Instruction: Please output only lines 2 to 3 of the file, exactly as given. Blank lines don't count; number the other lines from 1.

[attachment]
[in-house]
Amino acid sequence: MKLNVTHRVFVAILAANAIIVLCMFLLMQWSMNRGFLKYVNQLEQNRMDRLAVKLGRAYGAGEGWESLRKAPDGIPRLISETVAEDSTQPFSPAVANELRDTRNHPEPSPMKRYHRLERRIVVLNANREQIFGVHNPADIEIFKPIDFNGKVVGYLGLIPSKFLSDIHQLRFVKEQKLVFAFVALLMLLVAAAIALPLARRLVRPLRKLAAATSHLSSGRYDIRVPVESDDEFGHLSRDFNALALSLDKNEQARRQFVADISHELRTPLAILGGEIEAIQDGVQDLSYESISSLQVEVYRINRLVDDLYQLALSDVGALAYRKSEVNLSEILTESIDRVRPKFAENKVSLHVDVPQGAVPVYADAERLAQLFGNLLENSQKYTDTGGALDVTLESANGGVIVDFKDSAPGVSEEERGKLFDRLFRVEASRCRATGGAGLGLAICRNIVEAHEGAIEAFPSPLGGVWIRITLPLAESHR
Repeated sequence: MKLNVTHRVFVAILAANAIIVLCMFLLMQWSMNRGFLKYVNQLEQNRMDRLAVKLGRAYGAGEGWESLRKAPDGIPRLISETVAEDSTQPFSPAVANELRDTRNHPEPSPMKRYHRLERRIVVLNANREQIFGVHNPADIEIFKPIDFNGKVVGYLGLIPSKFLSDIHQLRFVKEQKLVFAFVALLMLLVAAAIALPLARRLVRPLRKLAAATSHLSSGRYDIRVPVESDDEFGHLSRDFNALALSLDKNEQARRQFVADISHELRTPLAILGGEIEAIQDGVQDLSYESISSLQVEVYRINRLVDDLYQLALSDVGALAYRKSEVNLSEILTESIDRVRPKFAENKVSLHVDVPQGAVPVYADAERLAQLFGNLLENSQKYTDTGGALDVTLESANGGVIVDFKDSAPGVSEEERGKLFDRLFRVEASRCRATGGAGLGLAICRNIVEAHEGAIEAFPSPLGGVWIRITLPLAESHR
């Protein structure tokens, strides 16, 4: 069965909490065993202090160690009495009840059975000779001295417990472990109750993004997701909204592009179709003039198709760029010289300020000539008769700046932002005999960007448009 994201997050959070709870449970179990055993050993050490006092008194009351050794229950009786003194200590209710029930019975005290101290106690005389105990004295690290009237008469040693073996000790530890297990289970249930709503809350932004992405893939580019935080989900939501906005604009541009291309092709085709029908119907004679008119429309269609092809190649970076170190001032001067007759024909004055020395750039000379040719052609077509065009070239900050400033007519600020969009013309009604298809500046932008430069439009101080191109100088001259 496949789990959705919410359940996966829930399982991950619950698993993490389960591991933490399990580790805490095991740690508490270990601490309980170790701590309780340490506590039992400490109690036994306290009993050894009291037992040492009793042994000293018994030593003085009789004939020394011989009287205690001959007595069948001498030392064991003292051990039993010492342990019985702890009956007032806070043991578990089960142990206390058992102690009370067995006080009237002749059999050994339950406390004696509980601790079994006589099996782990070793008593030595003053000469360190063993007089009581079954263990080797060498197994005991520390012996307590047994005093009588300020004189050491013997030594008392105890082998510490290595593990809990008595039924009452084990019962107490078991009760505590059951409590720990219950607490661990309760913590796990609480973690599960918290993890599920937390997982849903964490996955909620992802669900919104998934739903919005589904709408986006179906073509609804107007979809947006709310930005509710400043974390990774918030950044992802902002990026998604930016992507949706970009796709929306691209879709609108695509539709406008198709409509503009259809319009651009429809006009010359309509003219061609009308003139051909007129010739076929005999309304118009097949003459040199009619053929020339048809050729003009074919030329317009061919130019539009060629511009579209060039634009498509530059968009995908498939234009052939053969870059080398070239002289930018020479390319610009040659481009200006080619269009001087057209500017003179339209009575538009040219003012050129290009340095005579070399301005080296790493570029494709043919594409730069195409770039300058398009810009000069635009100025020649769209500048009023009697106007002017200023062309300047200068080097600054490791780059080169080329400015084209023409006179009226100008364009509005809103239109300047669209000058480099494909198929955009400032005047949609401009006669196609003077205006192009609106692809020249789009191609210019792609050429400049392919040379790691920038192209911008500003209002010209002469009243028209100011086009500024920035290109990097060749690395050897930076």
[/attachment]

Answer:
Amino acid sequence: MKLNVTHRVFVAILAANAIIVLCMFLLMQWSMNRGFLKYVNQLEQNRMDRLAVKLGRAYGAGEGWESLRKAPDGIPRLISETVAEDSTQPFSPAVANELRDTRNHPEPSPMKRYHRLERRIVVLNANREQIFGVHNPADIEIFKPIDFNGKVVGYLGLIPSKFLSDIHQLRFVKEQKLVFAFVALLMLLVAAAIALPLARRLVRPLRKLAAATSHLSSGRYDIRVPVESDDEFGHLSRDFNALALSLDKNEQARRQFVADISHELRTPLAILGGEIEAIQDGVQDLSYESISSLQVEVYRINRLVDDLYQLALSDVGALAYRKSEVNLSEILTESIDRVRPKFAENKVSLHVDVPQGAVPVYADAERLAQLFGNLLENSQKYTDTGGALDVTLESANGGVIVDFKDSAPGVSEEERGKLFDRLFRVEASRCRATGGAGLGLAICRNIVEAHEGAIEAFPSPLGGVWIRITLPLAESHR
Repeated sequence: MKLNVTHRVFVAILAANAIIVLCMFLLMQWSMNRGFLKYVNQLEQNRMDRLAVKLGRAYGAGEGWESLRKAPDGIPRLISETVAEDSTQPFSPAVANELRDTRNHPEPSPMKRYHRLERRIVVLNANREQIFGVHNPADIEIFKPIDFNGKVVGYLGLIPSKFLSDIHQLRFVKEQKLVFAFVALLMLLVAAAIALPLARRLVRPLRKLAAATSHLSSGRYDIRVPVESDDEFGHLSRDFNALALSLDKNEQARRQFVADISHELRTPLAILGGEIEAIQDGVQDLSYESISSLQVEVYRINRLVDDLYQLALSDVGALAYRKSEVNLSEILTESIDRVRPKFAENKVSLHVDVPQGAVPVYADAERLAQLFGNLLENSQKYTDTGGALDVTLESANGGVIVDFKDSAPGVSEEERGKLFDRLFRVEASRCRATGGAGLGLAICRNIVEAHEGAIEAFPSPLGGVWIRITLPLAESHR